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The rhizome, the net and the book

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In A Thousand Plateaus, Deleuze and Guattari launched the concept of rhizome as a critical alternative to the ‘root-book’. However, the environment in which we now cultivate our reading habits is not the printed book, but the rhizomatics of the World Wide Web, which according to some leads to distracted ways of reading. Due to the plasticity of the brain, new habits of shared attention make it physiologically more difficult for us to do a deep reading of books. Are Deleuze and Guattari, who simply wanted to open the way to more experimentation, victims of the irony of history? Has the concept of rhizome finished its task? The article discusses the tortured relationship between the rhizome as a philosophical concept and its success as a way to describe the Internet. The Internet, however, only conforms to what they called the ‘canal-rhizome’: the rhizome in its despotic form. Herein lies the concept’s continued relevance.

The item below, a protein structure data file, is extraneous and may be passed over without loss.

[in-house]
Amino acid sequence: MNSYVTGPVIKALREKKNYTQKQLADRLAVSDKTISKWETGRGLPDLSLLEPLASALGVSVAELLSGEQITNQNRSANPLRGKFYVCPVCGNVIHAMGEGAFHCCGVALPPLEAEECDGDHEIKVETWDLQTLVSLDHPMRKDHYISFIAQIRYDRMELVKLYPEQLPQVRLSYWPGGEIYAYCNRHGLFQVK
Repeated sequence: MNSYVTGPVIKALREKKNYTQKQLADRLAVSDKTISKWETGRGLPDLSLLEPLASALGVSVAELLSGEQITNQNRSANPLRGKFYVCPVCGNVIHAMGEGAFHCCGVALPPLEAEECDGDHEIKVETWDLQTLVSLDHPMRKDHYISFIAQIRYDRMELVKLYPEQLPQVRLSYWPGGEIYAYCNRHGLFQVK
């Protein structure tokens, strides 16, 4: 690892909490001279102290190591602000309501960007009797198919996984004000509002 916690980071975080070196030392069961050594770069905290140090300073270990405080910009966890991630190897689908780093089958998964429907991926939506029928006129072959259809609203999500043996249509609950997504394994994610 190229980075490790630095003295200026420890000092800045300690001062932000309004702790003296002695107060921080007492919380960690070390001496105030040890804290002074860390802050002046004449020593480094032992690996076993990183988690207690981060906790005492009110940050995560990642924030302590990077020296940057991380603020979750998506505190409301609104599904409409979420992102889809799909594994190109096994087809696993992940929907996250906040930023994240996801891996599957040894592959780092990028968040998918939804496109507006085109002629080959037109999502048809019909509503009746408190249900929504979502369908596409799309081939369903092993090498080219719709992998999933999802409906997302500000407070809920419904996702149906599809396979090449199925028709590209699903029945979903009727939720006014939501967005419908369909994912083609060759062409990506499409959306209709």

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Keywords: Deleuze; Guattari; Internet; attention; communication; neuroscience; reading; rhizome

Document Type: Research Article

Affiliations: Inland Norway University of Applied Sciences

Publication date: November 1, 2017

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  • Empedocles aims to provide a publication and discussion platform for those working at the interface of philosophy and the study of communication, in all its aspects. This Journal is published in cooperation with the Section for the Philosophy of Communication of ECREA, the European Communication Reserach and Education Association.
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